Date of Award

2016

Document Type

Thesis

Degree Name

Master of Arts (MA)

Department

Psychology

First Advisor

Dianna Murray-Close

Abstract

The overall goal of the current study was to determine whether experiences of relational and physical victimization were related to anxiety and depressive symptoms in a sample of emerging adults. This study also investigated whether these associations were moderated by gender, as well as by sympathetic nervous system (SNS) and parasympathetic nervous system (PNS) reactivity to peer stress. Although work in this area has focused on children (e.g., Cullerton-Sen & Crick, 2005; Rudolph et al., 2009), it appears the presence and function of victimization changes with age, and the negative effects of victimization can last through early adulthood (e.g., Gros et al., 2010; Kumpulainen et al., 1999; Roth et al., 2002). Despite the potential for victimization to influence outcomes in emerging adults, research on these associations is lacking in this age group (Heilbron & Prinstein, 2008). A goal of the current study was to examine these processes in an older sample. Additionally, as individuals may react to peer victimization differently, factors that may help explain these differences were investigated. Specifically, evidence suggests that the interaction of the SNS and the PNS may serve as a moderator in the relationship between stressors and adjustment outcomes (Cummings et al., 2007; El-Sheikh et al., 2009; ObradoviÄ? et al., 2010). Further, research suggests that different patterns of interaction of the SNS and the PNS provide important information in the prediction of adjustment outcomes (El-Sheikh et al., 2009) and that both systems must be examined in order to more fully understand the relationship between physiological reactivity and adjustment outcomes (Beauchaine, 2001). Thus, in the current study, the interaction between two physiological measures, SNS reactivity to stress (as measured by skin conductance reactivity [SCL-R]) and PNS reactivity to stress (as measured by respiratory sinus arrhythmia [RSA-R]), was examined as a moderator of the association between peer victimization and adjustment outcomes. The moderating role of gender was also examined.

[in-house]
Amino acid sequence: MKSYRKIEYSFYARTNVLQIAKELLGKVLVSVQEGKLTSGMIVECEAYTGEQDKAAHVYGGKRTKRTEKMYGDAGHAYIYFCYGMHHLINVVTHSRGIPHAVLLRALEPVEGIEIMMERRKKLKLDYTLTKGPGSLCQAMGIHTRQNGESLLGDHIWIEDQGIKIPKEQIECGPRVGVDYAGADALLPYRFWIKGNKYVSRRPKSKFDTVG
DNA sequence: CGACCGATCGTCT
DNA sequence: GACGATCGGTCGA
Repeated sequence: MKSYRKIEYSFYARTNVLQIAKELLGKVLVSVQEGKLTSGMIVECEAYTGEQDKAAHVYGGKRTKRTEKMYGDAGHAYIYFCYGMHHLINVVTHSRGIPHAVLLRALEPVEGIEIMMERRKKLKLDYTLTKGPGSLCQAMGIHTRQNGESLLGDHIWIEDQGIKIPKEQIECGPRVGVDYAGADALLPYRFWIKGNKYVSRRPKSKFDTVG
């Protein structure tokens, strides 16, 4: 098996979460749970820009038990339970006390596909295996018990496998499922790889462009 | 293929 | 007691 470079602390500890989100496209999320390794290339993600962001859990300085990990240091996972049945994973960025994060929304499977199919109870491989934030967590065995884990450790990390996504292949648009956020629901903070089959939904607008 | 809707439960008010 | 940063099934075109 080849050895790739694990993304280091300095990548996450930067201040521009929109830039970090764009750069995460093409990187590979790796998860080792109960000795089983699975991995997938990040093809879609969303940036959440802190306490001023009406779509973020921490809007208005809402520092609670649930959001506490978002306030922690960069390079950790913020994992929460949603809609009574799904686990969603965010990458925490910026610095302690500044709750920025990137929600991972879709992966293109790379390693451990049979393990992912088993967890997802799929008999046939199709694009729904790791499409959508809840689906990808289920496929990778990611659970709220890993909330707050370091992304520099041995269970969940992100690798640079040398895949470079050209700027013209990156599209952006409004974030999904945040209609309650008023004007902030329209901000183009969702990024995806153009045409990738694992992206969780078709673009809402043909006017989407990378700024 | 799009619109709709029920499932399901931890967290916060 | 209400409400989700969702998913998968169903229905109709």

Two hundred and forty-six emerging adults participated in the current study (74% female; Mage = 18.77) and were recruited from introductory psychology courses at a northeastern public university. Participants' SCL-R and RSA-R were assessed using a stress protocol during which they discussed an experience of relational victimization (e.g., being left out). Levels of relational and physical victimization, anxiety and depressive symptoms, and gender were gathered using self-report.

Findings suggested that both physical and relational victimization were related to both anxiety and depressive symptoms. Additionally, females were more likely to experience relational victimization than males, while males were more likely to experience physical victimization than females. Relational victimization was related to depressive symptoms only in individuals demonstrating coactivation (i.e., blunted RSA withdrawal and increased SCL-R) and coinhibition (i.e., RSA withdrawal and blunted SCL-R) patterns of stress reactivity, although the interaction for this effect only approached conventional levels of statistical significance. These patterns may have emerged as a result of the breakdown of regulation in the physiological response to stress, with either the SNS or the PNS failing to perform adequately (El- Sheikh & Erath, 2011; El-Sheikh et al., 2009). These findings suggest that experiences of victimization are related to negative adjustment outcomes in emerging adults, as well as highlight potential areas that may serve as mechanisms for future interventions.

Language

en

Number of Pages

86 p.

Available for download on Saturday, November 11, 2017

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